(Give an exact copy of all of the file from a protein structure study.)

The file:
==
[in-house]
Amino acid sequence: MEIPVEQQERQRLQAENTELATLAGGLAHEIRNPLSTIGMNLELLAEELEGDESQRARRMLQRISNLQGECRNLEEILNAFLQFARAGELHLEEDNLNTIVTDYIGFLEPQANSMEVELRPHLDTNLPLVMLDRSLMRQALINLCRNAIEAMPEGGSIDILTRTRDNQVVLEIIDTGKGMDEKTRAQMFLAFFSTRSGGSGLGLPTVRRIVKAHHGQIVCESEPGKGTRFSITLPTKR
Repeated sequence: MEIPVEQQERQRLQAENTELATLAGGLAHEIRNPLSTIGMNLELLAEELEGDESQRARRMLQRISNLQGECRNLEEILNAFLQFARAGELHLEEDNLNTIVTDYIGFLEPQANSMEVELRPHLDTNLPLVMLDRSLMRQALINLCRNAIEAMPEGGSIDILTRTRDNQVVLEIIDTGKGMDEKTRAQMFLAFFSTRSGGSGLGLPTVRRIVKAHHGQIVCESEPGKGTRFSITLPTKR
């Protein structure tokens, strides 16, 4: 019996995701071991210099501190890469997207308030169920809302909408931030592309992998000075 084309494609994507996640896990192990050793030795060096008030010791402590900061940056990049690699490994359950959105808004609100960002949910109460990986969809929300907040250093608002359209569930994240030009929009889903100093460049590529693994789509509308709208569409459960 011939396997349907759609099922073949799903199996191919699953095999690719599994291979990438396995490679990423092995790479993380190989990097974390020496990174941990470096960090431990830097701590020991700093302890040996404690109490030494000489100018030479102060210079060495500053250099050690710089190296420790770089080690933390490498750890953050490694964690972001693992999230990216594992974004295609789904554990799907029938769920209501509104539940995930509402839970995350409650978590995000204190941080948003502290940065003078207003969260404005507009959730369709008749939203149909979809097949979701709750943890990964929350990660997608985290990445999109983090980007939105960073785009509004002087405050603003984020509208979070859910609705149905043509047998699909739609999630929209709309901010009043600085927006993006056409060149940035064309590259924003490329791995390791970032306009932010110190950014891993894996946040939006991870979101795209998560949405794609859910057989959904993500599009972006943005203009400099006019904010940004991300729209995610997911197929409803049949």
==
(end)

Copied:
[in-house]
Amino acid sequence: MEIPVEQQERQRLQAENTELATLAGGLAHEIRNPLSTIGMNLELLAEELEGDESQRARRMLQRISNLQGECRNLEEILNAFLQFARAGELHLEEDNLNTIVTDYIGFLEPQANSMEVELRPHLDTNLPLVMLDRSLMRQALINLCRNAIEAMPEGGSIDILTRTRDNQVVLEIIDTGKGMDEKTRAQMFLAFFSTRSGGSGLGLPTVRRIVKAHHGQIVCESEPGKGTRFSITLPTKR
Repeated sequence: MEIPVEQQERQRLQAENTELATLAGGLAHEIRNPLSTIGMNLELLAEELEGDESQRARRMLQRISNLQGECRNLEEILNAFLQFARAGELHLEEDNLNTIVTDYIGFLEPQANSMEVELRPHLDTNLPLVMLDRSLMRQALINLCRNAIEAMPEGGSIDILTRTRDNQVVLEIIDTGKGMDEKTRAQMFLAFFSTRSGGSGLGLPTVRRIVKAHHGQIVCESEPGKGTRFSITLPTKR
């Protein structure tokens, strides 16, 4: 019996995701071991210099501190890469997207308030169920809302909408931030592309992998000075 084309494609994507996640896990192990050793030795060096008030010791402590900061940056990049690699490994359950959105808004609100960002949910109460990986969809929300907040250093608002359209569930994240030009929009889903100093460049590529693994789509509308709208569409459960 011939396997349907759609099922073949799903199996191919699953095999690719599994291979990438396995490679990423092995790479993380190989990097974390020496990174941990470096960090431990830097701590020991700093302890040996404690109490030494000489100018030479102060210079060495500053250099050690710089190296420790770089080690933390490498750890953050490694964690972001693992999230990216594992974004295609789904554990799907029938769920209501509104539940995930509402839970995350409650978590995000204190941080948003502290940065003078207003969260404005507009959730369709008749939203149909979809097949979701709750943890990964929350990660997608985290990445999109983090980007939105960073785009509004002087405050603003984020509208979070859910609705149905043509047998699909739609999630929209709309901010009043600085927006993006056409060149940035064309590259924003490329791995390791970032306009932010110190950014891993894996946040939006991870979101795209998560949405794609859910057989959904993500599009972006943005203009400099006019904010940004991300729209995610997911197929409803049949």